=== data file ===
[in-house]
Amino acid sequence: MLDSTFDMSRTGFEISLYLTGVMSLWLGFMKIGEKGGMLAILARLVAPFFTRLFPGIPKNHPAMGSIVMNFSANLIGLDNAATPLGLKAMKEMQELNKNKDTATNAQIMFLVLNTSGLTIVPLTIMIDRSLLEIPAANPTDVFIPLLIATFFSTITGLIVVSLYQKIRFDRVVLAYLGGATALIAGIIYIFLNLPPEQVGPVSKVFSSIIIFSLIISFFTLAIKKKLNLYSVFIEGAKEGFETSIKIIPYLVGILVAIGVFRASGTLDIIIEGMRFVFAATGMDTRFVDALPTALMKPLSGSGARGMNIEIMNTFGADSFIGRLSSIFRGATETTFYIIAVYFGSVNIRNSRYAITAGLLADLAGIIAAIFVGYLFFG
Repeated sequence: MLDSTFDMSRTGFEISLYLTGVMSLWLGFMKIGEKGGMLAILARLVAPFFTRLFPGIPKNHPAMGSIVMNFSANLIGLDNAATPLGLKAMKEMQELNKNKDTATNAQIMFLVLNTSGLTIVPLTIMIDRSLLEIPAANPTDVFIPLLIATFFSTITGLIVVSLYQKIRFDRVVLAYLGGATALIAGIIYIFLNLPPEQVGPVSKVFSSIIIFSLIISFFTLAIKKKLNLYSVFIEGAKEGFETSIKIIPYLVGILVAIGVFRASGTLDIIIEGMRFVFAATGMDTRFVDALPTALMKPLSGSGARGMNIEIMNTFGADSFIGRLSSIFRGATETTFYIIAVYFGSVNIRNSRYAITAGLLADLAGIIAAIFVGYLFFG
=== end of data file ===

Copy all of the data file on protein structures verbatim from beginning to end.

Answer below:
[in-house]
Amino acid sequence: MLDSTFDMSRTGFEISLYLTGVMSLWLGFMKIGEKGGMLAILARLVAPFFTRLFPGIPKNHPAMGSIVMNFSANLIGLDNAATPLGLKAMKEMQELNKNKDTATNAQIMFLVLNTSGLTIVPLTIMIDRSLLEIPAANPTDVFIPLLIATFFSTITGLIVVSLYQKIRFDRVVLAYLGGATALIAGIIYIFLNLPPEQVGPVSKVFSSIIIFSLIISFFTLAIKKKLNLYSVFIEGAKEGFETSIKIIPYLVGILVAIGVFRASGTLDIIIEGMRFVFAATGMDTRFVDALPTALMKPLSGSGARGMNIEIMNTFGADSFIGRLSSIFRGATETTFYIIAVYFGSVNIRNSRYAITAGLLADLAGIIAAIFVGYLFFG
Repeated sequence: MLDSTFDMSRTGFEISLYLTGVMSLWLGFMKIGEKGGMLAILARLVAPFFTRLFPGIPKNHPAMGSIVMNFSANLIGLDNAATPLGLKAMKEMQELNKNKDTATNAQIMFLVLNTSGLTIVPLTIMIDRSLLEIPAANPTDVFIPLLIATFFSTITGLIVVSLYQKIRFDRVVLAYLGGATALIAGIIYIFLNLPPEQVGPVSKVFSSIIIFSLIISFFTLAIKKKLNLYSVFIEGAKEGFETSIKIIPYLVGILVAIGVFRASGTLDIIIEGMRFVFAATGMDTRFVDALPTALMKPLSGSGARGMNIEIMNTFGADSFIGRLSSIFRGATETTFYIIAVYFGSVNIRNSRYAITAGLLADLAGIIAAIFVGYLFFG